Susan Barrett was surprised to learn there are still a few places in the world where crews still row in fixed-seat competitions.
“We began researching online (about) other countries that still participate in fixed-seat rowing, knowing that most parts of North America row (only) sliding seat,” said Barrett who is captain of a local four-member crew that’s headed to Wales in August.
“In our search, we found that fixed-seat rowing is alive and well in most parts of the United Kingdom. England, Scotland and Ireland have many rowing clubs, but it was obvious to us that it was a passion in Wales… a way of life.”
Barrett said while there are 32 sea rowing clubs in Wales, as well as one associate club in Ireland, “We found an appealing, organized and passionate website for a club called Mumbles Amateur Sea Rowing.
“We decided to send an e-mail off to their contact and see if we got a response, not knowing really what to expect.
“This began a flourish of e-mails filled with questions, wondering about similarities and differences in the sport from Wales to Newfoundland and Labrador,” noted Barrett.
“Although participating in the same sport, we were both amazed at the differences between the sport here and there.”
The biggest difference is the number of crewmembers. It’s six here, but four in Mumbles,
The Newfoundland quartet, which also includes CindyLu Edwards, Vianne Hannon, Renee March, leaves for Wales Aug. 7 and will be staying in Swansea, just minutes from Mumbles and the rowing club.
“Each boat has four fixed seats for crew and they also include a coxswain. The oars used in these Celtic longboats are exactly the same length and type of oars used by our club, and used in all the rowing competitions held here on the Avalon,” explained Barrett.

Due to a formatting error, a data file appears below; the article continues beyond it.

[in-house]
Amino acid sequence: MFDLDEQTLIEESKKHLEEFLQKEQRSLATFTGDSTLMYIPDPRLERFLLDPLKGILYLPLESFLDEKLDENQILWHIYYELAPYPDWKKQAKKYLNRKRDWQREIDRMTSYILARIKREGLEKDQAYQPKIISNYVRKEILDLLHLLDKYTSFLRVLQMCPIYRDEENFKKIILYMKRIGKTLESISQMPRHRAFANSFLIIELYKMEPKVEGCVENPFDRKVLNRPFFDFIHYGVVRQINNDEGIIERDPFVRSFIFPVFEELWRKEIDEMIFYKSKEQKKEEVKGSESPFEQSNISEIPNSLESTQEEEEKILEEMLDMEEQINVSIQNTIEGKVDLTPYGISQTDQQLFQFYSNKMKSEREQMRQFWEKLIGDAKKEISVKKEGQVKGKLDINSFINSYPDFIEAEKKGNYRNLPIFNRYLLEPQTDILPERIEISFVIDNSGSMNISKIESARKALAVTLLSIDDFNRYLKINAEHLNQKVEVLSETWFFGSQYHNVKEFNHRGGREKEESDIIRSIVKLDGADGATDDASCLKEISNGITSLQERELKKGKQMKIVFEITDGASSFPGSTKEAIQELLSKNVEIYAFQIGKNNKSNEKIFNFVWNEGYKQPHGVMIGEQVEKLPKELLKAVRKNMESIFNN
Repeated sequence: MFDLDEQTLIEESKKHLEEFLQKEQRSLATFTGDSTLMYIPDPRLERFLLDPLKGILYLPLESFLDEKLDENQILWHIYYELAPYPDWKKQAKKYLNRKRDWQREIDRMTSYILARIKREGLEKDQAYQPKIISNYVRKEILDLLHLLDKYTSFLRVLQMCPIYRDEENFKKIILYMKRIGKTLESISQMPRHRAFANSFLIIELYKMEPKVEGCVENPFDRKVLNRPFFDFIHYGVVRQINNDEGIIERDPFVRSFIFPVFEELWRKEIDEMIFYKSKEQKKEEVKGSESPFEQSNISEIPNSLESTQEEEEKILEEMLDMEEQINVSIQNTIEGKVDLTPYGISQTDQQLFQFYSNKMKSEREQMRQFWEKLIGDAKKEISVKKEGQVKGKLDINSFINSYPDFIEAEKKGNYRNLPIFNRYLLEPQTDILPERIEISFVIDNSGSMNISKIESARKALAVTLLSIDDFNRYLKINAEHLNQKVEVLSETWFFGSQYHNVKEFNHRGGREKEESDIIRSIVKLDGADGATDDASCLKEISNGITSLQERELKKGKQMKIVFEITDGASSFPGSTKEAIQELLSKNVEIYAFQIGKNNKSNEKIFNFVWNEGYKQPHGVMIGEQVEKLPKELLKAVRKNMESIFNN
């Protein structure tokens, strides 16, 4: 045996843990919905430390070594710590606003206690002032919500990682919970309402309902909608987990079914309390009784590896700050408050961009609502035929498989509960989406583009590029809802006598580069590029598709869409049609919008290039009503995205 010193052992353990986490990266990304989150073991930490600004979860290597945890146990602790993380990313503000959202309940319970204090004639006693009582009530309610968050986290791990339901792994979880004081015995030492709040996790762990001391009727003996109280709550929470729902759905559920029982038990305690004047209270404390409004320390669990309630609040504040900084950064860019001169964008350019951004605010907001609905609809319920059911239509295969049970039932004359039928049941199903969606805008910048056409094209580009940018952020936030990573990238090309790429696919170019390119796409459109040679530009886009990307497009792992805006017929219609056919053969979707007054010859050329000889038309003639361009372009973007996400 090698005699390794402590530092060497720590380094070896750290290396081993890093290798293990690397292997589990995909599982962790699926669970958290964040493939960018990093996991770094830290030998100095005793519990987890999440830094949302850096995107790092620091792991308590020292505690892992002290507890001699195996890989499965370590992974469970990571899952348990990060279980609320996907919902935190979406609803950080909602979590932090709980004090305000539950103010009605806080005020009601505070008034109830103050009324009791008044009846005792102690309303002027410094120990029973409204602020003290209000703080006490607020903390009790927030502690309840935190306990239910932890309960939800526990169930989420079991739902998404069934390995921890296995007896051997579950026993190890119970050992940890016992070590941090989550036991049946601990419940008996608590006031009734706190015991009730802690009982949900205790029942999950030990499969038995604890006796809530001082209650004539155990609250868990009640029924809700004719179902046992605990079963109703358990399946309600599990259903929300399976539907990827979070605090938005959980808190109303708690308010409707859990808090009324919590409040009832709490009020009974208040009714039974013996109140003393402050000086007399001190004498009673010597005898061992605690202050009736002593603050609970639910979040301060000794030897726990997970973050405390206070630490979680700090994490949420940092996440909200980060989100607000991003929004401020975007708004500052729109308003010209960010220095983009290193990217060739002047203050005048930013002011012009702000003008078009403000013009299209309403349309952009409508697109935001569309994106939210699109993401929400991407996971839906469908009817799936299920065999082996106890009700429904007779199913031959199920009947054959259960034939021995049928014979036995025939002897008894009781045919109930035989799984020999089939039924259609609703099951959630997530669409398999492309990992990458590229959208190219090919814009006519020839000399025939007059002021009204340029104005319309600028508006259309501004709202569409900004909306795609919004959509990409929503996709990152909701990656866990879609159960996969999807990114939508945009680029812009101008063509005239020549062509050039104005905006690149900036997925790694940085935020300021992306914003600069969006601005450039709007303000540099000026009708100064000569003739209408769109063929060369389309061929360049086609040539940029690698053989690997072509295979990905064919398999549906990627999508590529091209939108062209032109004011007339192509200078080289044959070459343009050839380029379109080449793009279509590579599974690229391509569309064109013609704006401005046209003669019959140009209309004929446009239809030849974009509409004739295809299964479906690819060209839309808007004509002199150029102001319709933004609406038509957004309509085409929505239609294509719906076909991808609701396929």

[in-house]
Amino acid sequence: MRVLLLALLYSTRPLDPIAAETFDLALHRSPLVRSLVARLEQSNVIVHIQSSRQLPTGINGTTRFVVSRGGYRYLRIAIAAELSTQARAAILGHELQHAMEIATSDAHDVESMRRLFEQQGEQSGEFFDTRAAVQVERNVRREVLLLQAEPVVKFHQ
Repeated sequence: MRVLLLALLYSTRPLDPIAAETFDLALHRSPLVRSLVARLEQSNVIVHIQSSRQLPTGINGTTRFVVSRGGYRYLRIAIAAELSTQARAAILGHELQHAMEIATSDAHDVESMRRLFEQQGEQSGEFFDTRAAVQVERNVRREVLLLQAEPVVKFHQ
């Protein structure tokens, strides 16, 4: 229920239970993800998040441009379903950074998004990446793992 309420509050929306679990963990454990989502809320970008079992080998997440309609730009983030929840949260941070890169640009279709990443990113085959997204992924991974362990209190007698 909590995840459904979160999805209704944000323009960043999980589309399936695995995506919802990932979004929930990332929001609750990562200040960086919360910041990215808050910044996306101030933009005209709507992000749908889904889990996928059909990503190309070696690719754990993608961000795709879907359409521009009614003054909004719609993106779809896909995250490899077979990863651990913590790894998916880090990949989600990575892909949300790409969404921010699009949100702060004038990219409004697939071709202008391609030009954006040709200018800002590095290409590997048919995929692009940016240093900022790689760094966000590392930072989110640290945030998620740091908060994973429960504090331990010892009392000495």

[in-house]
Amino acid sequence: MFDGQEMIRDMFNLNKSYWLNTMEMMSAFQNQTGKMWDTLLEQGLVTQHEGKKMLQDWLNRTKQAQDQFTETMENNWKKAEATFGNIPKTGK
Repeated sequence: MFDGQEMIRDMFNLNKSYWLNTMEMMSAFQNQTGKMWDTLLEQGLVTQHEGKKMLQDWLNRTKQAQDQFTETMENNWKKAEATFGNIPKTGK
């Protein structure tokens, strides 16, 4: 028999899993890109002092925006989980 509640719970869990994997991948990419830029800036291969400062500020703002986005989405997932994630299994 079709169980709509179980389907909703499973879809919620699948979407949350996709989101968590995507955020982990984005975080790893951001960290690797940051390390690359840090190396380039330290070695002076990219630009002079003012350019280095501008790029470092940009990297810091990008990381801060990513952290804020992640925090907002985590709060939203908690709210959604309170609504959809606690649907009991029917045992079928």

The Newfoundland team’s race in Wales is set for Aug. 10 and will be part of a local regatta, whose program includes a three-mile race in the sea, and a seafaring festival in a town named Llanion.
“We will be using their boats and they are also providing us with a local coxswain,” noted Barrett, who added the Newfoundland crew will be given the opportunity to practise in the local boats.
The team has been planning and training since last September, including using ergometers, running and other cardio training.
Barrett said the crew is involved in many fundraising efforts and has sought the sponsorship of local businesses to assist with the cost of the trip. Including air, accommodations, rental vehicle and meals, it will run is close to $15,000 for the crew of four.
In the meantime, the Mumbles Amateur Rowing Club is planning a trip to St. John’s to possibly participate in the 200th running of the Royal St John’s Regatta.
The Royal St. John’s Regatta is celebrating its 196th event this August on Quid Vidi Lake.
The Newfoundland crew, with the addition of Victoria Mitchell, Denise MacDonald and Kim Connors along spare Mary Rideout and coach Robert Greeley have plans to participate in the 2014 St. John’s and Harbour Grace Regattas under the crew name of NL Ladies Row UK.
"We’ve formed a team this season consisting of some of us who have rowed together locally for a number of years, as well as some others that are completely new to our core crew,” said Barrett.